If someone, I'm thinking a boat buyer here, looks in a bilge and sees some rusty keel bolts they totally freak out! I've had more than one person tell me that they once considered buying a Columbia 43, but didn't because of the condition of the keel bolts. I also had a C-43 owner bemoan the fact that she almost had her boat sold until the potential buyer looked in the bilge and saw the keel bolts. I told her to get a wire cup for her drill and go to work on them to get the loose rust off them, wipe them down with acetone, prime with a rust converter and then spray paint them white. I hope that was good advice. (While you're at it GET RID of all the old useless wires, pumps and junk in the bilge.)

The keel bolts on the Columbia 43 Mark I were studs and can be backed out (theoretically). I wouldn't do it. I might sister them, but I would not do that either unless the bolts -- all or most of them -- had all but disappeared. I can think of all kinds of things that could go wrong. You could get the new bolts torqued wrong and start a leak, for example. (More about this later.)

The thing is, there are no cases where a Columbia 43 has lost her keel. If there were, we would hear about it. (Think Cheeki Rafiki.) Also, Columbia tested the adhesive system they used on these keels using it alone without any keel bolts. It worked fine, or so the story goes. I don't know if they went back and added keel bolts later or not. Let's just say I trust my 46-year-old keel attachment more than I would most new boats.

Now for the Columbia 43 Mark III: The Mark III was a later development of the original Mark I. One of the biggest changes Columbia made was a smaller keel (same depth, 6'11", but a much shorter chord) to reduce wetted surface. I haven't seen a Mark III out of the water nor have I seen the design drawings. From what I can gather the keel had external lead ballast on a fiberglass keel stub. I don't know what kind of bolts they used. I also don't know who did the redesign, since Bill Tripp (the Columbia 43's designer) was dead before Columbia came out with the Mark III.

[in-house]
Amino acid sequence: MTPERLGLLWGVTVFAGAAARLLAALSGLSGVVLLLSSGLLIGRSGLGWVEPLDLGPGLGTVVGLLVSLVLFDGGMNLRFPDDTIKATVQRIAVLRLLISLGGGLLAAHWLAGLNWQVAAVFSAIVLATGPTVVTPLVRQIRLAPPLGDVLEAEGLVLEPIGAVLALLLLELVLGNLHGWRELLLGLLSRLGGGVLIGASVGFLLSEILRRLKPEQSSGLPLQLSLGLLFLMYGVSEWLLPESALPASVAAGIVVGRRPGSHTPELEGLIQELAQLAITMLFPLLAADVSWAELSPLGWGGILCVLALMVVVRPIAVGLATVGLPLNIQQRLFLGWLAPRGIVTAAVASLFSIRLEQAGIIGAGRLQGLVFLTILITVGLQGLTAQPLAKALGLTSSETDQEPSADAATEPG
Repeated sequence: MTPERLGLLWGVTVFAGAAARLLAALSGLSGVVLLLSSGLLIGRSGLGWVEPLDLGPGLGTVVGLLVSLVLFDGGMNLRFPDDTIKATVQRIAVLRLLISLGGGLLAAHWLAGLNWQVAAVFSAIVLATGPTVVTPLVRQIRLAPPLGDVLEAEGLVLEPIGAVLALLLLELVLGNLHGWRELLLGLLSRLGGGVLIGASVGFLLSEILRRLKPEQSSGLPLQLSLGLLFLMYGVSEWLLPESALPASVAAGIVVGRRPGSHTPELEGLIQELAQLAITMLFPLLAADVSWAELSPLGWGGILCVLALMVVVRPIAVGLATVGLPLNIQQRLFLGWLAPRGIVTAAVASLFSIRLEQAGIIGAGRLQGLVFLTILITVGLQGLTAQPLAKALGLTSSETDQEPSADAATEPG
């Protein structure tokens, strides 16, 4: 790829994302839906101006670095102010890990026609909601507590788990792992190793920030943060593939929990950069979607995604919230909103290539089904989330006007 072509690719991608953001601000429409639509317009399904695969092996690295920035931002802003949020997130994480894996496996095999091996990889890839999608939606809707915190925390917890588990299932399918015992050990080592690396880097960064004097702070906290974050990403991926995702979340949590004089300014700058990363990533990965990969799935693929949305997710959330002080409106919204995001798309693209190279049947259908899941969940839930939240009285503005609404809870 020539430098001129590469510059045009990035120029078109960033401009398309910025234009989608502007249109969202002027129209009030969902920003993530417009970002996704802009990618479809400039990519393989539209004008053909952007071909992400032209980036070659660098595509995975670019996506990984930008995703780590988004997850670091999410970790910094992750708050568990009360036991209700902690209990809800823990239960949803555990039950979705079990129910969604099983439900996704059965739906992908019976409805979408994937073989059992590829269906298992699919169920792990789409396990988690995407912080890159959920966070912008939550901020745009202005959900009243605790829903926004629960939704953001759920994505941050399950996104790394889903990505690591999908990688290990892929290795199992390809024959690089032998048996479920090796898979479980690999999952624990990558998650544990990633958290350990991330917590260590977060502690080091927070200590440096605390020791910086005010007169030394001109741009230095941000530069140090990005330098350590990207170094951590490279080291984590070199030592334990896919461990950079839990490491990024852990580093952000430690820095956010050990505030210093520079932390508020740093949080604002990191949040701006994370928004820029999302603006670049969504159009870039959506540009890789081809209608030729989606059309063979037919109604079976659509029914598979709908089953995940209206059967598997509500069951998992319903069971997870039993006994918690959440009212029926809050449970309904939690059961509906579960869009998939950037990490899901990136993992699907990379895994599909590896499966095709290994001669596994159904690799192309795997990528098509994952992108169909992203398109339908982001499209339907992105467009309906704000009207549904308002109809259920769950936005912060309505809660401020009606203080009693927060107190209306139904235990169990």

One of my friends who has a Mark III in the Sea of Cortez had problems with his where it developed a smile (in boatyard parlance, it's called a "Catalina smile"). It looked like the keel was starting to become detached. He had a yard in Mexico fix it -- I don't know the details -- but so far he's happy with it.

Stumpy J, the Columbia 43 Mark III that competed in the 2013 Transpac and finished 6th in Division 8, the same division that Dorade won that year, also had problems with her keel. When the owner was getting her ready for the race someone recommended that he re-tighten the keel bolts. He did that and it caused leaks that plagued the boat throughout the race and afterward.

That's about all I know about Columbia 43 keels. I believe a lot of the Tripp-designed Columbia's had cast iron keels similar to the 43 Mark I. One notable exception is the Columbia 50, which has lead encapsulated in the fiberglass hull. (This, to me, is the most trouble-free method. I hesitate to say "best" because other things come into play.)

I generally think Columbia 43 boat owners worry a lot about keel bolts because they look bad, not because there is any real danger of losing a keel. Should I be worried? Comment below. You'll have to cite actual examples of keel failures if you want me to pay attention.